Time, let alone realism in any era, has shown how much more knowing and sophisticated was Vidor’s vision, which was much more on the nose, but it didn’t help. At the time of the film’s release the capper was that it actually won one of the two production awards, namely “Most Artistic Production”, given out in the Motion Picture Academy’s first year in lieu of a Best Picture.
Sadly, Mayer argued the then small body governing the Academy into awarding, not his own studio’s film, but the Fox Film release of the great F.W. Murnau’s different but equally great masterpiece Sunrise (a film that does still get talked about). Vidor was also nominated and also lost and there went the film’s chance to get into the books in that manner.
Shortly afterward, the sound era started in ernest and most silent films were thrown into vaults (or worse) until a much later time when there was renewed interest in them. The Crowd is, thus, a real text-book classic but it deserves better. Though Vidor himself had to compromise and make his fair share of false, sentimental, and/or sensationalistic films, this film still serves as an inspiration to those who have come after and wish to use film to tell important truths about human beings and how they live.
3. A Nous La Liberte (1931)
Just as people of a certain age in history would have found it difficult to conceive of another time when such qualities as charm, lightness of touch, sweet natured humor and mischievous invention would be looked at in a skewed way, so its hard for many of the modern era to understand a world wherein those very qualities were revered.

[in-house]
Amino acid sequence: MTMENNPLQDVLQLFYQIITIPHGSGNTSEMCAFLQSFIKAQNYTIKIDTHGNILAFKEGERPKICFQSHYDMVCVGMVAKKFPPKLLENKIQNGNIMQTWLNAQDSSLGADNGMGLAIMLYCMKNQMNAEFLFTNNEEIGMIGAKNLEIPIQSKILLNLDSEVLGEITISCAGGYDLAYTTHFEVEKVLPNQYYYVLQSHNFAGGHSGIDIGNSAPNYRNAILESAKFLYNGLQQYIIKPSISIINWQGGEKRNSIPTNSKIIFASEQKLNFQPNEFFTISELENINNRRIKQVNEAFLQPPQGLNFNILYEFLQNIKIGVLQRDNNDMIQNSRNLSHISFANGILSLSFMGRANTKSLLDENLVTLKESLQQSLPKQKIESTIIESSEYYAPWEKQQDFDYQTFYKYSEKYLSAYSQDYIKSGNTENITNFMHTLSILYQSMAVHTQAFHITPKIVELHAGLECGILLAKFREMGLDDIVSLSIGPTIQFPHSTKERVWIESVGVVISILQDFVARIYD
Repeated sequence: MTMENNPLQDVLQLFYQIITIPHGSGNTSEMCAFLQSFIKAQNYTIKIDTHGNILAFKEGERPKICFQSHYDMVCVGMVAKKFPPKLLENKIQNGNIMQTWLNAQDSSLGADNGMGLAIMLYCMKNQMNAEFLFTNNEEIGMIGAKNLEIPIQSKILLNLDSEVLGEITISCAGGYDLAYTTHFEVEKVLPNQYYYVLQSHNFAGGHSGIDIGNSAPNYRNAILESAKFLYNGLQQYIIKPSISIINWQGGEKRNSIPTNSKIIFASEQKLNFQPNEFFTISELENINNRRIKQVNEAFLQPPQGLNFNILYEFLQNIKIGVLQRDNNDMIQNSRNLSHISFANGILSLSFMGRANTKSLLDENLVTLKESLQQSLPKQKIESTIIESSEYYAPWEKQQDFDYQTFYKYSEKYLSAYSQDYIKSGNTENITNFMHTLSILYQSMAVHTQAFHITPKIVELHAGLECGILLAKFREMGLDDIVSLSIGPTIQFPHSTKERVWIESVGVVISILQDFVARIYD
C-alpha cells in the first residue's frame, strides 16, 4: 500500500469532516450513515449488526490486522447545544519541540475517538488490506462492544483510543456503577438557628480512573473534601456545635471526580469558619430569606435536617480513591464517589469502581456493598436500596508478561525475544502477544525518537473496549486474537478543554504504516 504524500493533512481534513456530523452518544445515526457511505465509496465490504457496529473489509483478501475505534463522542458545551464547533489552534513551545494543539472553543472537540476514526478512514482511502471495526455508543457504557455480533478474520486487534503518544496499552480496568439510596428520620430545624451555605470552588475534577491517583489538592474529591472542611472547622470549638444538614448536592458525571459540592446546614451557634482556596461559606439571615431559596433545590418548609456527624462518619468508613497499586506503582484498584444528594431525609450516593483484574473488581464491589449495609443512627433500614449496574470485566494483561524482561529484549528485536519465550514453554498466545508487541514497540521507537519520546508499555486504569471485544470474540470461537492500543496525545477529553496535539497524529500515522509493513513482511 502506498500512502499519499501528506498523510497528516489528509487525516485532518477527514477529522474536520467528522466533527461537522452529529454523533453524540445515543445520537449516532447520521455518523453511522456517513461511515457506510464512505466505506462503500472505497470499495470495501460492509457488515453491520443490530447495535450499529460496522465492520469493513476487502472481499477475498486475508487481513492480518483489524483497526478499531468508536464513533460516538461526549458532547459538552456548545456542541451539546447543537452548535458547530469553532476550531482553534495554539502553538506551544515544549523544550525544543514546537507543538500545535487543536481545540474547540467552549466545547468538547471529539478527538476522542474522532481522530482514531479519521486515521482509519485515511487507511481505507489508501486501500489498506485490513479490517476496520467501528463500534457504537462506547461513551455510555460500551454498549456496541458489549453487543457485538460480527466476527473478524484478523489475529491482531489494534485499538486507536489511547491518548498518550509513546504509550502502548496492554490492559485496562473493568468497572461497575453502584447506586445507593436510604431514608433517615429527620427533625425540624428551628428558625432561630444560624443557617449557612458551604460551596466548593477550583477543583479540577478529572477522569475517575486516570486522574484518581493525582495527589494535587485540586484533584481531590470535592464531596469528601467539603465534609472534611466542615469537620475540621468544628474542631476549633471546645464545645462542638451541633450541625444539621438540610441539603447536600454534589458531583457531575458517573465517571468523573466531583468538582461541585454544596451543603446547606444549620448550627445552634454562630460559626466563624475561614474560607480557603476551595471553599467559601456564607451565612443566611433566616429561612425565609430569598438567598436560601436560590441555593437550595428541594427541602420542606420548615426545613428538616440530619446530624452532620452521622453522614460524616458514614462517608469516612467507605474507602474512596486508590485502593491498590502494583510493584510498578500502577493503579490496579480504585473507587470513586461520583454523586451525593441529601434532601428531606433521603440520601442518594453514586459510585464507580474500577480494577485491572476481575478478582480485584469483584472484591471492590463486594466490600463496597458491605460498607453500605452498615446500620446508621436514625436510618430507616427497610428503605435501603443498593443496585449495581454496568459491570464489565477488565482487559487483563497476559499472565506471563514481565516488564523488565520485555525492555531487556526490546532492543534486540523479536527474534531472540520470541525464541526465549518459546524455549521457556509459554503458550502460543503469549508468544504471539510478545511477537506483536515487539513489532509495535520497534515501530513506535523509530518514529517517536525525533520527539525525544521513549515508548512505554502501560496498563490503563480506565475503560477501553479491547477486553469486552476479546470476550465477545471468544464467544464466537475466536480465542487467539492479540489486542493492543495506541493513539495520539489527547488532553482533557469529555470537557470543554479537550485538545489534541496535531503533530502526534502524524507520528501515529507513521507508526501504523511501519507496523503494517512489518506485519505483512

This very fact may well explain why the wonderful films of France’s Rene Clair, seen at their best in the late silent and early talkie eras, are now consigned largely to film history tomes. The odd thing is the Clair’s period of greatness, coming at one of the worst economic times in world history when the continent of Europe was still recovering from what was then the biggest war in history, was still able to accommodate so many warm, funny, charming and very human qualities.
Though he had hit with the lovely silent The Italian Straw Hat (1928) and the early sound film Under the Roofs of Paris (1930), and would also hit in 1931 with the souffle light charmer Le Million, A Nous La Liberte would prove for many years (always?) to be his calling card film.
The story finds two hapless ner-do-wells incarcerated in what looks, in all honesty, to be one entertaining prison. One escapes early on and thus they end up parting ways, one to freedom and other back to prison. After the imprisoned one is finally released and enjoying the natural life, he discovers that his old co-hort is now the wealthy owner of a phonograph factory (and even that carries an old-fashioned charm to it).
The factory owner, now not nearly so friendly, allows his old cell-mate to take a job on the assembly line in order to keep him quiet but the former jailbird soon finds out that he’s just exchanged one prison for another. After much lovely humor and a number of nice songs, a non-realistically happy ending in achieved.
This film might just be the polar opposite of The Crowd but this only shows that the world of the cinema is so multi-faceted that it can hold both types of films and have them both turn out to be treasures in their own different ways. The main characters in The Crowd end the film by setting their many troubles aside and going to a movie theater to laugh for a little while.